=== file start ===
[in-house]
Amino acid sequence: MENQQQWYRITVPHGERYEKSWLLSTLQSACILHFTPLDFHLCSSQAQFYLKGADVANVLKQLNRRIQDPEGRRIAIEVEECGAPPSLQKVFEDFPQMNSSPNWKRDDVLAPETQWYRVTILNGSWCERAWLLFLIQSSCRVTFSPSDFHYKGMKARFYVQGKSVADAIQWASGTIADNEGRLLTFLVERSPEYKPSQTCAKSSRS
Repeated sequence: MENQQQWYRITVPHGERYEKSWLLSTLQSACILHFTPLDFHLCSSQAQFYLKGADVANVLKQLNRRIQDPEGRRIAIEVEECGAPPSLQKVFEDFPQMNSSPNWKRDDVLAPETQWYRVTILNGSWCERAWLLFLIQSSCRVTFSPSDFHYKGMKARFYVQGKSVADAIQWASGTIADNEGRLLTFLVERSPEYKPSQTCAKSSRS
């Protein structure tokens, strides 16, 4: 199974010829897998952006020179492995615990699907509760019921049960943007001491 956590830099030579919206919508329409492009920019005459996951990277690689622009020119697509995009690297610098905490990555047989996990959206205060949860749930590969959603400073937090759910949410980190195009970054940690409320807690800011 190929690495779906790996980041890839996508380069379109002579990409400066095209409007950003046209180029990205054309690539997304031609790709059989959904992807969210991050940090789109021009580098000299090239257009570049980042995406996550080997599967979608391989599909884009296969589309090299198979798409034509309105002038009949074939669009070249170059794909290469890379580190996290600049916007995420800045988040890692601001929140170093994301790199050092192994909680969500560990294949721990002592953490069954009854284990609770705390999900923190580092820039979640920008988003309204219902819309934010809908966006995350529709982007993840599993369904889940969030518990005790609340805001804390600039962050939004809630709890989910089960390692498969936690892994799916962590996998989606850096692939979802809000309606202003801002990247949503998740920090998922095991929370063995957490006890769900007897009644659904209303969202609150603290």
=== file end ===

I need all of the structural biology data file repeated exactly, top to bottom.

[in-house]
Amino acid sequence: MENQQQWYRITVPHGERYEKSWLLSTLQSACILHFTPLDFHLCSSQAQFYLKGADVANVLKQLNRRIQDPEGRRIAIEVEECGAPPSLQKVFEDFPQMNSSPNWKRDDVLAPETQWYRVTILNGSWCERAWLLFLIQSSCRVTFSPSDFHYKGMKARFYVQGKSVADAIQWASGTIADNEGRLLTFLVERSPEYKPSQTCAKSSRS
Repeated sequence: MENQQQWYRITVPHGERYEKSWLLSTLQSACILHFTPLDFHLCSSQAQFYLKGADVANVLKQLNRRIQDPEGRRIAIEVEECGAPPSLQKVFEDFPQMNSSPNWKRDDVLAPETQWYRVTILNGSWCERAWLLFLIQSSCRVTFSPSDFHYKGMKARFYVQGKSVADAIQWASGTIADNEGRLLTFLVERSPEYKPSQTCAKSSRS
């Protein structure tokens, strides 16, 4: 199974010829897998952006020179492995615990699907509760019921049960943007001491 956590830099030579919206919508329409492009920019005459996951990277690689622009020119697509995009690297610098905490990555047989996990959206205060949860749930590969959603400073937090759910949410980190195009970054940690409320807690800011 190929690495779906790996980041890839996508380069379109002579990409400066095209409007950003046209180029990205054309690539997304031609790709059989959904992807969210991050940090789109021009580098000299090239257009570049980042995406996550080997599967979608391989599909884009296969589309090299198979798409034509309105002038009949074939669009070249170059794909290469890379580190996290600049916007995420800045988040890692601001929140170093994301790199050092192994909680969500560990294949721990002592953490069954009854284990609770705390999900923190580092820039979640920008988003309204219902819309934010809908966006995350529709982007993840599993369904889940969030518990005790609340805001804390600039962050939004809630709890989910089960390692498969936690892994799916962590996998989606850096692939979802809000309606202003801002990247949503998740920090998922095991929370063995957490006890769900007897009644659904209303969202609150603290």